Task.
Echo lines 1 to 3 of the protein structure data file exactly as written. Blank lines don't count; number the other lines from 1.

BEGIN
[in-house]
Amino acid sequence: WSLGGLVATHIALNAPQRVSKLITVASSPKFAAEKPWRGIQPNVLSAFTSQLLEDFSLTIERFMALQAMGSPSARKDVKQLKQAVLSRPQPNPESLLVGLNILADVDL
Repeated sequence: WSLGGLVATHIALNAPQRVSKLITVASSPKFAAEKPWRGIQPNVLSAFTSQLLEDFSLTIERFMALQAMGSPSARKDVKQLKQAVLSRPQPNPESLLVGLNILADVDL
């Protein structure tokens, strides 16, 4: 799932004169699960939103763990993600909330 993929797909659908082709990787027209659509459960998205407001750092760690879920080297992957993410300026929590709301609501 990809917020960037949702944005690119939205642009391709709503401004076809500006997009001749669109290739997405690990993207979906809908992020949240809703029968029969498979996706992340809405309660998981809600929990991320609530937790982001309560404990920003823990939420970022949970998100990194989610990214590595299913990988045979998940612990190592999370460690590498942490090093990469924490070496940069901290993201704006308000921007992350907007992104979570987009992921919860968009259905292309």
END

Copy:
[in-house]
Amino acid sequence: WSLGGLVATHIALNAPQRVSKLITVASSPKFAAEKPWRGIQPNVLSAFTSQLLEDFSLTIERFMALQAMGSPSARKDVKQLKQAVLSRPQPNPESLLVGLNILADVDL
Repeated sequence: WSLGGLVATHIALNAPQRVSKLITVASSPKFAAEKPWRGIQPNVLSAFTSQLLEDFSLTIERFMALQAMGSPSARKDVKQLKQAVLSRPQPNPESLLVGLNILADVDL